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ombudsman news

issue 72

September/October 2008

ask ombudsman news

cutting the cost of calls

We're seeing a marked increase in the number of consumers consulting us about financial difficulties. And we're advising more of our clients to take complaints about aspects of the affordability of loans and debt collection to the ombudsman service. What's the cheapest way for them to contact you, without racking up big phone bills they can ill-afford-

a debt-advice charity asks ...

For BT customers phoning us from a "landline" (fixed line), it will usually be cheapest to phone our consumer helpline on 0845 080 1800. For these consumers, calls shouldn't cost more than 4p a minute - wherever in the UK they are calling from. We subsidise the cost of running this phone line. And the number should make it easy to remember and to dial.

Around 13% of those who call us do so on their mobile phones. For mobile users - especially people using "pay-as-you go" phones - it will usually be cheaper to call our consumer helpline on 020 7964 0500. This may also be the cheaper number to call for people who aren't BT customers. And the number will be "free" for people who pay a monthly charge for calls to numbers starting 01 and 02.

We always stress that consumers who are worried about the cost of phoning us can ask us to take their number and call them back.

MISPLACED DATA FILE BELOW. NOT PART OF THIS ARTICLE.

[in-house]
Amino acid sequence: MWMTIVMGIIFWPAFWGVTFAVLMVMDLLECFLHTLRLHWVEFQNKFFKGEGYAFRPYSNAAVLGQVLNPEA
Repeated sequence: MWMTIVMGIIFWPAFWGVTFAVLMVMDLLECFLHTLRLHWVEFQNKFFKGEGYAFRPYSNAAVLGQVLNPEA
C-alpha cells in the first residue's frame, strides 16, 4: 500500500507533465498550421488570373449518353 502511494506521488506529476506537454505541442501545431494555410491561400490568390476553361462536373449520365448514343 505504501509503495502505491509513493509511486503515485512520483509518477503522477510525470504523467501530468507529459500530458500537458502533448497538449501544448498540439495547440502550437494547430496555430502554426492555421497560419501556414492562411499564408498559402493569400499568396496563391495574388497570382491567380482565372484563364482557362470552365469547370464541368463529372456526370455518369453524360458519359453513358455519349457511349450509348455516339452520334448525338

PPI mis-sales - should redress take benefit of cover into account-

I am dealing with a customer's complaint about payment protection insurance that we sold in similar circumstances to those of Mr and Mrs J, outlined in issue 71 of ombudsman news (case 71/02).

I understand why the ombudsman upheld that complaint. However, it seems that the redress ordered did not take account of the fact that Mr and Mrs J had had the benefit of cover under the policy for a period. I would be interested in your comments on this.

a lender firm asks ...

Our approach to redress for the mis-sale of payment protection insurance (PPI) policies is broadly that the consumer should be put back in the position they would have been in, if the mis-sale had not taken place.

In most circumstances, where someone selling an insurance policy has failed to point out significant relevant features, the buyer can, in law, decide to cancel the policy and be returned to the position they were in before the sale.

We take a similar view. We frequently provide for consumers to get back the premium, plus any other amounts they have paid (such as interest on loans to cover the cost of the premium).

In most of our work on PPI mis-sales, we can see that the consumer would not have bought the policy, had relevant features been pointed out. This was the position in the case of Mr and Mrs J, in case 71/02 in the previous issue of ombudsman news.


image of ombudsman news

ombudsman news gives general information on the position at the date of publication. It is not a definitive statement of the law, our approach or our procedure.

The illustrative case studies are based broadly on real-life cases, but are not precedents. Individual cases are decided on their own facts.